Tag Archives: Time Managment

24 Hour Workday

The work environment is quickly changing, driven by new technology and the need for constant communication and accessibility. As technology advances makes it simpler to check your email and talk to clients while out of the office, many people have found that a normal 9-5 workday no longer exists for them.  Also, with the convenience of technology advances, employers now have increased expectations of their employees’ availability.

So my question is when do you know to turn off? Is it acceptable to check your email and voicemails right when you roll out of bed or should you wait till you get to work to start your workday?  Many arguments concerning the benefits and costs have been presented on this idea.  I believe there are both pros and cons to this idea of being perpetually tethered to the office.  So to answer my question, I believe you must know when to turn off and to metaphorically ‘leave the office’ by looking at a 24 hour workday with an economic view.

When I say economic view, I mean by analyzing the marginal benefits and costs of checking your email one more time, taking a work call, or working on a project for another hour. In economics, marginal benefits and costs are taken in to context with how many units a firm should buy of a product by the benefit or cost of adding another unit.  However, I am using marginal benefits and costs in context of how much benefit you’ll receive from a never ending workday. If working on a project another hour will benefit you more by having more time to work on other projects tomorrow than watching an episode of Lost then an extra hour will benefit you. However, is the benefit of spending time dealing with a client for another hour at night more than the cost of losing time with your family? When deciding if working a bit longer or if checking your email at dinner is beneficial consider the costs you will face as well. If those costs outweigh the benefits then that work project will still be on your desk tomorrow and vice versa. If the benefit of dealing with a client is greater than the cost of missing one dinner with your family than the longer hours that day are worth it.

Business related matters shouldn’t overshadow more important personal ones. But, allowing yourself to be more accessible and flexible concerning working out of the office may just save you an important client and gain you more time on the weekend. By viewing a 24 hour workday by the marginal benefits and costs, you’ll be able to analyze whether each work responsibility is necessary to finish that day which can provide you more personal time as well as great work results.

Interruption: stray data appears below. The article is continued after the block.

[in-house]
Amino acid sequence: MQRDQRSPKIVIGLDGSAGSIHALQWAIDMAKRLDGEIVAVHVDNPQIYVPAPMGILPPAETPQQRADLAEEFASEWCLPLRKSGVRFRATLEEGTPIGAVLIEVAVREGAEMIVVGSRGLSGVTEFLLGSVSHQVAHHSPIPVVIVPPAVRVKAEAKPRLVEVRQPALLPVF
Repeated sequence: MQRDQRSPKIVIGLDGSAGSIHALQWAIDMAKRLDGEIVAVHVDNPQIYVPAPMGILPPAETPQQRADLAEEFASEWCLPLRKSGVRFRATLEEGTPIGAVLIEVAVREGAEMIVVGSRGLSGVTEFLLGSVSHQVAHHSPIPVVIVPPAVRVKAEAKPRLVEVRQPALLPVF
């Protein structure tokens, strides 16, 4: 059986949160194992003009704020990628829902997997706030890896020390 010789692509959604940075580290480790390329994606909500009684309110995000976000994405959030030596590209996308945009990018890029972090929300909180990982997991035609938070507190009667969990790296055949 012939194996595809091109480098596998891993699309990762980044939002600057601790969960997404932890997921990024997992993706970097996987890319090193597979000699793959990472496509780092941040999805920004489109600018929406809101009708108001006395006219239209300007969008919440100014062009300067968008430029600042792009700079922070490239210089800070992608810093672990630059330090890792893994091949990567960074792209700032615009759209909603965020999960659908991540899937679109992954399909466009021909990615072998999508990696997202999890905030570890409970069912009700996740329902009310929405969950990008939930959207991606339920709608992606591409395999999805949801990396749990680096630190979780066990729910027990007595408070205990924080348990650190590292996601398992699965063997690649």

First Things First- Managing Your Time

When I was younger my dad required me to read, 7 Habits of a Highly Effective Teen, by Stephen R. Covey.  He of course, read it as well, and continually lectured me on the importance of the 7 habits.

As I got older, and my dad finally assumed I encompassed those 7 habits, I became liberated of the daily references he made to Covey’s book. However, I should’ve known better, Covey reappeared when I began college.

As I faced deadlines, a constant flow of emails, and meetings as any usual employee or college student, I found the saying “Time is of the essence,” is in fact, spot on. There are only so many hours in the day I can mark tasks off my list no matter how late I try and stay up or early I drag myself out of bed.

Once again, my dad began persistently referencing Covey as a solution to my lack of time. Only this time, he referred to Covey’s adult version of the 7 habits- 7 Habits of a Highly Effective Person.  Due to I am not the only college student or employee facing the crisis of time management, I decided to for once, listen to my dad and Covey’s advice.

Therefore, today, I want to give credit to Stephen R. Covey’s time management method which all people may prosper from – Habit 3 Personal Management. Many methods of time management exist- checklists, calendars, and prioritizing our daily tasks.  One method Covey recommends which you may find more effective in the workplace and in your daily home life is a matrix of quadrants of importance.

Quadrant I- Urgent activities that cannot be ignored

Quadrant II- Important activities, but not urgent

Quadrant III-Urgent activities, but not important

Quadrant IV- Not important or urgent


In the matrix, the key to time management comes from Quadrant II.  If Quadrant II activities are done on a regular basis, you will find a tremendous improvement in your daily life. The time for Quadrant II activities comes from Quadrant III and IV. Covey believes that effective people do not spend time in Quadrant III or IV because such activities are unimportant to your goals in life.  One must find time to take on Quadrant I because procrastinating this quadrant results in the task getting bigger and bigger until you must deal with it. Relatively, Quadrant I will shrink with attention to Quadrant II as well with practice of classifying activities. Classification of quadrants requires: 1. Prioritization 2. Organization of priorities, and 3.Self- discipline. However, always be careful of confusing Quadrant I and II.

A critical skill for time management also requires delegation. Being able to effectively delegate tasks to others is highly important in the workplace when dealing with time management. Delegating allows you to devote your time to higher quadrant activities while enabling personal growth for other individuals.

I truly recommend utilizing or at least trying Covey’s personal management method to help you put your responsibilities into perspective. Performing time management and following Covey’s quadrants of importance will allow you to create a life congruent to your goals and values. For example, by following Covey’s method I managed to find time to write this blog!

 Adapted from “7 Habits of a Highly Effective Person,” by Stephen R. Covey